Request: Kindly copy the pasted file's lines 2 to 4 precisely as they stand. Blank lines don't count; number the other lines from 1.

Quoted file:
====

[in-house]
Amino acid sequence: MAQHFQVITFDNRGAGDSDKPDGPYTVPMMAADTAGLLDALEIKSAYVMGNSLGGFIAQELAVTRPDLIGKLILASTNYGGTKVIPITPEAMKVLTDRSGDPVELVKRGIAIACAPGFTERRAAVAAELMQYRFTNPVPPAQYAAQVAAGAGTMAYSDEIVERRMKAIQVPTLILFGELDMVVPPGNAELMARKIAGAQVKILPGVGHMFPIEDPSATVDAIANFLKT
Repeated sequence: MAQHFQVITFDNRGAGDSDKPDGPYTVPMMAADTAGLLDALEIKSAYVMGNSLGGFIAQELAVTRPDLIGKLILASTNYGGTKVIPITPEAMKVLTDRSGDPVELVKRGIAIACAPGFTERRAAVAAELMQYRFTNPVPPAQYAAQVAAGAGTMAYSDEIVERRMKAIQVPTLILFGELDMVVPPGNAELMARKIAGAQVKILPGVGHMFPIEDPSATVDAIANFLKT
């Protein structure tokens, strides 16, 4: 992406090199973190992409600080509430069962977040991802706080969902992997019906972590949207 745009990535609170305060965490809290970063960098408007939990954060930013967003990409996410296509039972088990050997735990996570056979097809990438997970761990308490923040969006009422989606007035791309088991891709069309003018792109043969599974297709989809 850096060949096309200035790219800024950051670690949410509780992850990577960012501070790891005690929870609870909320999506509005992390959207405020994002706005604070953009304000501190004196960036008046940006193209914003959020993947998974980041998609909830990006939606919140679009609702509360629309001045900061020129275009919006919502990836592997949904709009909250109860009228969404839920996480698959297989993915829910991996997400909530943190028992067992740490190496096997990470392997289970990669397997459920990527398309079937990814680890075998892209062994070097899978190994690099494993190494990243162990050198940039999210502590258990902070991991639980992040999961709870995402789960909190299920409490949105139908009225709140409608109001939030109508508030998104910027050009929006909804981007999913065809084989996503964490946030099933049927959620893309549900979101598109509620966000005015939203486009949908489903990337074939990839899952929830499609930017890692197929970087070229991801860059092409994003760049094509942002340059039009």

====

Amino acid sequence: MAQHFQVITFDNRGAGDSDKPDGPYTVPMMAADTAGLLDALEIKSAYVMGNSLGGFIAQELAVTRPDLIGKLILASTNYGGTKVIPITPEAMKVLTDRSGDPVELVKRGIAIACAPGFTERRAAVAAELMQYRFTNPVPPAQYAAQVAAGAGTMAYSDEIVERRMKAIQVPTLILFGELDMVVPPGNAELMARKIAGAQVKILPGVGHMFPIEDPSATVDAIANFLKT
Repeated sequence: MAQHFQVITFDNRGAGDSDKPDGPYTVPMMAADTAGLLDALEIKSAYVMGNSLGGFIAQELAVTRPDLIGKLILASTNYGGTKVIPITPEAMKVLTDRSGDPVELVKRGIAIACAPGFTERRAAVAAELMQYRFTNPVPPAQYAAQVAAGAGTMAYSDEIVERRMKAIQVPTLILFGELDMVVPPGNAELMARKIAGAQVKILPGVGHMFPIEDPSATVDAIANFLKT
């Protein structure tokens, strides 16, 4: 992406090199973190992409600080509430069962977040991802706080969902992997019906972590949207 745009990535609170305060965490809290970063960098408007939990954060930013967003990409996410296509039972088990050997735990996570056979097809990438997970761990308490923040969006009422989606007035791309088991891709069309003018792109043969599974297709989809 850096060949096309200035790219800024950051670690949410509780992850990577960012501070790891005690929870609870909320999506509005992390959207405020994002706005604070953009304000501190004196960036008046940006193209914003959020993947998974980041998609909830990006939606919140679009609702509360629309001045900061020129275009919006919502990836592997949904709009909250109860009228969404839920996480698959297989993915829910991996997400909530943190028992067992740490190496096997990470392997289970990669397997459920990527398309079937990814680890075998892209062994070097899978190994690099494993190494990243162990050198940039999210502590258990902070991991639980992040999961709870995402789960909190299920409490949105139908009225709140409608109001939030109508508030998104910027050009929006909804981007999913065809084989996503964490946030099933049927959620893309549900979101598109509620966000005015939203486009949908489903990337074939990839899952929830499609930017890692197929970087070229991801860059092409994003760049094509942002340059039009």